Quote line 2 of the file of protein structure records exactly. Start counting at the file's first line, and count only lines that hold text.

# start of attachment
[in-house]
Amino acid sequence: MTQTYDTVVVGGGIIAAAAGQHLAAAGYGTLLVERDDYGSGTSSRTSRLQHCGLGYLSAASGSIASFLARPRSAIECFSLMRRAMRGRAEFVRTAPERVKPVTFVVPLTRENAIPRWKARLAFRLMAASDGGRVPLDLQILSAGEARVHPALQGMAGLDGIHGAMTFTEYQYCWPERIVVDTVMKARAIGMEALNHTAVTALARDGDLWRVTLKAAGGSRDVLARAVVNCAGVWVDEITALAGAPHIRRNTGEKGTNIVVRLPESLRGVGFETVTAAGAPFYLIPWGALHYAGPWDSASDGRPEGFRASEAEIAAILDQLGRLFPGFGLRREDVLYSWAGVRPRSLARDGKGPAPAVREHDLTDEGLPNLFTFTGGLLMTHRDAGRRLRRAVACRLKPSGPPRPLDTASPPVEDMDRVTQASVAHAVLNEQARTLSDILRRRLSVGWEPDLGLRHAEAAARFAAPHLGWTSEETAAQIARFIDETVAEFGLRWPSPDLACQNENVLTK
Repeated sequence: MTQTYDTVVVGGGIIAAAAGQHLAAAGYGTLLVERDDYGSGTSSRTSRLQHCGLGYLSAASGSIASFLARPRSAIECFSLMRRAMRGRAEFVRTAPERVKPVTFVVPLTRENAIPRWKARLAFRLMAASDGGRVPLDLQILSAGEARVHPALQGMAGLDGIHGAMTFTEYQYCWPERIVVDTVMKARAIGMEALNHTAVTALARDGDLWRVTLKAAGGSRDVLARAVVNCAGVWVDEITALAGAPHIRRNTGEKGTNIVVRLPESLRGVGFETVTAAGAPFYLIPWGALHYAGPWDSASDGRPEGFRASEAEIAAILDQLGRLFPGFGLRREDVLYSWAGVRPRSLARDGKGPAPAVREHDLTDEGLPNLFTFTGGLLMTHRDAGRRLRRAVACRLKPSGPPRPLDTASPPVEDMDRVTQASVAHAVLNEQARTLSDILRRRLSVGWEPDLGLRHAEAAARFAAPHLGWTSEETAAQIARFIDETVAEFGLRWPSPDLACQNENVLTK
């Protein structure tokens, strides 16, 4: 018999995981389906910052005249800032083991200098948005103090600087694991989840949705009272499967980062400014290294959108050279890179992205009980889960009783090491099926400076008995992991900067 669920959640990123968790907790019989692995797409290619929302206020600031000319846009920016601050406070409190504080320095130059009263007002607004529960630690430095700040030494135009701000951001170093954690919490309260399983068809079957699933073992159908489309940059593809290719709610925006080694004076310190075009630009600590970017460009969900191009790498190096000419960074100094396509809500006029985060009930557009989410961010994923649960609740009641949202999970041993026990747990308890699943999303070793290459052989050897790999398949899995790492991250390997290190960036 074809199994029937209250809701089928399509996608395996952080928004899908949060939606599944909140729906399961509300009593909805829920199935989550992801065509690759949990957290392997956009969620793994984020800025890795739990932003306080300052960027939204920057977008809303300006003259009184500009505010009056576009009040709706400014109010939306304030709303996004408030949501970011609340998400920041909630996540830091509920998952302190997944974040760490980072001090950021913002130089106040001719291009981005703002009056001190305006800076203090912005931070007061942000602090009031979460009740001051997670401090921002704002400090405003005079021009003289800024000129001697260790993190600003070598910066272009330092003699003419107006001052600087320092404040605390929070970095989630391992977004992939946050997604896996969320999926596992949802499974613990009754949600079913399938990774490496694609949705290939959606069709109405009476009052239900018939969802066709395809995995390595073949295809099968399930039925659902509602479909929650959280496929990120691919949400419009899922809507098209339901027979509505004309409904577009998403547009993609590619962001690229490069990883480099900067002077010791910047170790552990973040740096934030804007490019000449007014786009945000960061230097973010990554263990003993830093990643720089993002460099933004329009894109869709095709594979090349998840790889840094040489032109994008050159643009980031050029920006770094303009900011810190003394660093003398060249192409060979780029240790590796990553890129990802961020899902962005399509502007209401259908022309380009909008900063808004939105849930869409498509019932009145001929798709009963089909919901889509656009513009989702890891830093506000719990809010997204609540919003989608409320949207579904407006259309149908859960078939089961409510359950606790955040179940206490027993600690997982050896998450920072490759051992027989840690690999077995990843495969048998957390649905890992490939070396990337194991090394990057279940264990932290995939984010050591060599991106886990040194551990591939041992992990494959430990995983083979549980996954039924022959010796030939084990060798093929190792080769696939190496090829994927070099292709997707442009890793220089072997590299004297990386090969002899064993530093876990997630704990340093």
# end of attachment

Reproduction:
Amino acid sequence: MTQTYDTVVVGGGIIAAAAGQHLAAAGYGTLLVERDDYGSGTSSRTSRLQHCGLGYLSAASGSIASFLARPRSAIECFSLMRRAMRGRAEFVRTAPERVKPVTFVVPLTRENAIPRWKARLAFRLMAASDGGRVPLDLQILSAGEARVHPALQGMAGLDGIHGAMTFTEYQYCWPERIVVDTVMKARAIGMEALNHTAVTALARDGDLWRVTLKAAGGSRDVLARAVVNCAGVWVDEITALAGAPHIRRNTGEKGTNIVVRLPESLRGVGFETVTAAGAPFYLIPWGALHYAGPWDSASDGRPEGFRASEAEIAAILDQLGRLFPGFGLRREDVLYSWAGVRPRSLARDGKGPAPAVREHDLTDEGLPNLFTFTGGLLMTHRDAGRRLRRAVACRLKPSGPPRPLDTASPPVEDMDRVTQASVAHAVLNEQARTLSDILRRRLSVGWEPDLGLRHAEAAARFAAPHLGWTSEETAAQIARFIDETVAEFGLRWPSPDLACQNENVLTK